AbstractThis study describes and analyses the effects of the award restructuring process on aspects of the Northern Territory education industry. The special focus of the study was the Master Teacher scheme which was a major element of the implementation of award restructuring in the Northern Territory education sector. The study attempts to link conceptions of productivity attached to award restructuring with the effects of the Master Teacher scheme, and then to link these effects with any other conceptions of productivity which arise in the research.
The data was collected from documents housed with the Australian Education Union (Northern Territory), twenty-five newly-confirmed master teachers, and six school and system administrators. A case study approach was used to determine the relationship between the aims of the award restructuring process and the effects of the Master Teacher scheme. This was cross-referenced with the views of the administrators, and the Northern Territory background to the implementation award restructuring.
The results indicate that the Master Teacher scheme is generally providing teachers with access to the better careers foreshadowed in the Structural Efficiency Principle. Despite this, there still appear to be problems pertaining to the correlation of those perceived to be 'master teachers' and those who are granted the status. It is likely that this difficulty is also linked with the other significant hindrance to productivity, which is the ways in which the appraisal process and the report which emerges from it can discourage a teacher.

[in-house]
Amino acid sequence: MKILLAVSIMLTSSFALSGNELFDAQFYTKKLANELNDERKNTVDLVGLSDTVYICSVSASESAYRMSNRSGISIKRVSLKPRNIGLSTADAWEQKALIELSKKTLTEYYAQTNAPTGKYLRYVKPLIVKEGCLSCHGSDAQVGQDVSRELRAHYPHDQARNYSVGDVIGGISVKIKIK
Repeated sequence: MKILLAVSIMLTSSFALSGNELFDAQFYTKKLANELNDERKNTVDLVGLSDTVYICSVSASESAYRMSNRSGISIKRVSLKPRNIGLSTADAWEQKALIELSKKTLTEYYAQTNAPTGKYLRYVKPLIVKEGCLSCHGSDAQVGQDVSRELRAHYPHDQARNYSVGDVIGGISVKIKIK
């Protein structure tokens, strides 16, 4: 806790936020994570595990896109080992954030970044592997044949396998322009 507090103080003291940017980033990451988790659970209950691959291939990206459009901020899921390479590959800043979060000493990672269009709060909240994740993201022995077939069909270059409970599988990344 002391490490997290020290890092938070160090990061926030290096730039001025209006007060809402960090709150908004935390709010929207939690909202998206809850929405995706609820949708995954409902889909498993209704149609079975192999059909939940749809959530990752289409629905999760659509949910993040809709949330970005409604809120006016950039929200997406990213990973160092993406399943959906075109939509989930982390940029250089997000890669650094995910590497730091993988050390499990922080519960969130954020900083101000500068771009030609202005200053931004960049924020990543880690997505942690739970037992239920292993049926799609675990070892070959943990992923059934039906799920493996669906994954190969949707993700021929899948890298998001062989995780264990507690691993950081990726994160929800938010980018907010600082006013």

It also is clear that the Master Teacher scheme is neither the sole means of encouraging productivity nor the sole measure of it. Several of the master teachers indicated that they would have performed in the ways they had anyway, regardless of possible rewards. They were also aware of teachers who did not have master teacher status, but who were working in a highly professional and productive way.
The ambiguities of the Literature are maintained to a significant degree. Using a selection of possible criteria, a process and a career structure, the Northern Territory Department of Education has sought to measure, reward and encourage productivity in the school system. The findings of this research show that it is not the total picture. Yet it is at least a small picture of how the professional and industrial paradigms of the workplace might join together to recognise the value of productivity in an educational context.
|Date of Award
|Jim Cameron (Supervisor)